tant, in tho presont stnto of the relations bo
tween tho two countries. Ho says tho form
is "not only sanctioned by tlio doplomatic
linages ofnll nations and till ngc.i, but also
Iho most direct which 1 could possibly havo
chosen, to mako known the real disposition
of my Government to tho President of the
United States, and through him to Congress
and the American People." lie then speaks
of having fulfilled all the duties prescribed
to him, mid expresses his deep regret thut
tho misunderstanding Rhottld bo kept iip
by no weighty difficulties that involves ei
ther the interests or dignity of the two coun
tries. No. 12 is from the same to the same, lay
ing .down his official churacter as charge d'
Affaires, and asking tho protection o I the
Government as a private individual until
such time ns ho could conveniently depart.
No 13 is the response to tho above.
From the N. Y. Courier Enquirer.
'J exits. Wo havo received some further
particulars of tho assault and capture of San
Antonio do Htuar, by the To.xians. On
Saturday, the 5th Dec. 300 of the Colonial
troops entered 'the town of Son Antonio un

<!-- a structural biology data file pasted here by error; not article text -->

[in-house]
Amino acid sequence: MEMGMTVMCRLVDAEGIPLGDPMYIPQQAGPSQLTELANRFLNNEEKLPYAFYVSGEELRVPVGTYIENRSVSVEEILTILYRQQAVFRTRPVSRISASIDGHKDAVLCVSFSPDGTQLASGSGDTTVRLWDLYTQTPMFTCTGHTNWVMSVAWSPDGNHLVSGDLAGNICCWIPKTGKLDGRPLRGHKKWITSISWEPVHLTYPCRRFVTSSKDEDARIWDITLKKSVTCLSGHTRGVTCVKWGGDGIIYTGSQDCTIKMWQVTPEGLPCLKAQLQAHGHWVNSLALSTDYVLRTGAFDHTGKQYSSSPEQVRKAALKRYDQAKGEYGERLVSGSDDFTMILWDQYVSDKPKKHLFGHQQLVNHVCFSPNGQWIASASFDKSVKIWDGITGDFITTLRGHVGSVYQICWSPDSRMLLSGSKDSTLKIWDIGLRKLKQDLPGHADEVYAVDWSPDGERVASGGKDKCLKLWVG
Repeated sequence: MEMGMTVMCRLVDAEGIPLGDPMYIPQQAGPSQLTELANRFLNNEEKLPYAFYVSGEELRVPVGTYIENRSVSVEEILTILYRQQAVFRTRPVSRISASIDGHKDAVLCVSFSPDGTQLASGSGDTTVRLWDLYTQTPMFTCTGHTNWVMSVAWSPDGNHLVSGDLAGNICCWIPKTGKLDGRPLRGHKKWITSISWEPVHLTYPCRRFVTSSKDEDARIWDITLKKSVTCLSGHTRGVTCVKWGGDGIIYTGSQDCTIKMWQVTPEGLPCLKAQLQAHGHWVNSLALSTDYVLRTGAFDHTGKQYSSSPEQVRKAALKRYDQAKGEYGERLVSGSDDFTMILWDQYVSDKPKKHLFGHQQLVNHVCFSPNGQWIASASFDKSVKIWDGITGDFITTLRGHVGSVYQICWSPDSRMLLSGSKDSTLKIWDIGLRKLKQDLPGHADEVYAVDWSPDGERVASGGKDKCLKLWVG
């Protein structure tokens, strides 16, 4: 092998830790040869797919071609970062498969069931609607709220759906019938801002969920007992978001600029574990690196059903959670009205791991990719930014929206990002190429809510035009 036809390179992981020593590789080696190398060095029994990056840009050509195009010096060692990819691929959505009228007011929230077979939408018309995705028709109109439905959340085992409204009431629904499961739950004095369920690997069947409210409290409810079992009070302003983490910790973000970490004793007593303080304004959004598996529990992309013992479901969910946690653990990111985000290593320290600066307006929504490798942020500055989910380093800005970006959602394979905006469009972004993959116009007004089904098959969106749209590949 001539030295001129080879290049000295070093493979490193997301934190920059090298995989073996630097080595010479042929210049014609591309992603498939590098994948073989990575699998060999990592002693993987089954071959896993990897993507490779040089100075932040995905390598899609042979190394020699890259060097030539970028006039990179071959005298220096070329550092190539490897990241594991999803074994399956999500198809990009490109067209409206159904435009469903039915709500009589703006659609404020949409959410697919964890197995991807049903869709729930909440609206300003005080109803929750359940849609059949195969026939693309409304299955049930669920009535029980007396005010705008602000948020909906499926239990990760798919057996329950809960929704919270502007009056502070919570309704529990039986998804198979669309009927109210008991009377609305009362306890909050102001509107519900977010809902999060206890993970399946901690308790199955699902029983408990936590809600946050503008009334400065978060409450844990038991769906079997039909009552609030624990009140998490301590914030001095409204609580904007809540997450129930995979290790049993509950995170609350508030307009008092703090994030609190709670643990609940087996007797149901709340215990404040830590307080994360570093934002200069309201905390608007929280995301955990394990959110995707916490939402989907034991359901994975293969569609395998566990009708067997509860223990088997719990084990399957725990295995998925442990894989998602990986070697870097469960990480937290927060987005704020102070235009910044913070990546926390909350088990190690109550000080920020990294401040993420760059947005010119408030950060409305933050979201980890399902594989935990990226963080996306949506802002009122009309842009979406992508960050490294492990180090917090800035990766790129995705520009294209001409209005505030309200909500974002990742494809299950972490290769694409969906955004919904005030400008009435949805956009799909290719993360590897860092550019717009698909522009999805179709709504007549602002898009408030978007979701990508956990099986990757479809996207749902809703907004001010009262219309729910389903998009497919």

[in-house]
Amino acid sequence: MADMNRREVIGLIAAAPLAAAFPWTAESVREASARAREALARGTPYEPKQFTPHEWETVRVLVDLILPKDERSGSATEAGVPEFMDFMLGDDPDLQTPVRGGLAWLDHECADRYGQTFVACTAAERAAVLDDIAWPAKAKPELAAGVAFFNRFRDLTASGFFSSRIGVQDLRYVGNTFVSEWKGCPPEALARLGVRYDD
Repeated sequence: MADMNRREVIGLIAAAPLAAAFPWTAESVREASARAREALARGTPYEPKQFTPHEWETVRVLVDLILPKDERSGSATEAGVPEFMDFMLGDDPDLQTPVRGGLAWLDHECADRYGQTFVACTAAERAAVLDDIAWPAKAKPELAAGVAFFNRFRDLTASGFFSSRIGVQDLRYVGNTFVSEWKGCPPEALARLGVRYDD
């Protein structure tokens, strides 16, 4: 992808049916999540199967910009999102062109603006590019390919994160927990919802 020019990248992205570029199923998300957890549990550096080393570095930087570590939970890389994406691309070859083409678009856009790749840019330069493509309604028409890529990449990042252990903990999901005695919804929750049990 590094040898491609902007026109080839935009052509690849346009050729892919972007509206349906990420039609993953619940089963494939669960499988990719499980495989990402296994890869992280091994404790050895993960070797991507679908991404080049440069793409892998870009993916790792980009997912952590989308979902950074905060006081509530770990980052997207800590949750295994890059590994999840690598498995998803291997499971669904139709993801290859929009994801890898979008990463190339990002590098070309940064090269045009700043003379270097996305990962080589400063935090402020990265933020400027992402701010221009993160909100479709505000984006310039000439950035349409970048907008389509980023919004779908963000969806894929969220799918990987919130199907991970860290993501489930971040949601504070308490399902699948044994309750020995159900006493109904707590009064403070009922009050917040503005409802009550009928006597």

der tho command of Col. It. Milam. They
could not at first get possession of the pub
lic square owing tho the walls and ditches a
cross the mouths of the strccts,cach of which
was likewise defended by two pieces of Ar
tillery, and in consequence of this, they oc
upicd some buildings and tops of houses ad
jacent. Here they remained batling un
ceasingly night and day, until Wednesday
tj Oth, when they forced their way into the
square and diovo tho enemy ncross the riv
er into their fort called the "Alamo."
In llieso ruIntrVo situations thoy continued
untilThursday 10th, whon the enemy capit
ulated. By tho capitulation upwards of 1000 yiel
ded to less than 300. The town itself was
surrendered with 24 pieces of biass artillery,
11)00 rounds of powder, ball, grape and can
nister, wiih the public stores of every de
scription. This gloiious conquest was achieved, with
a loss on the part of the conquerors, of only
3 killed and l2Q wounded, while the loss of
the enemy in killed is variously estimated,
at from GO to 150.
Reinforcements are flocking to Te.xa,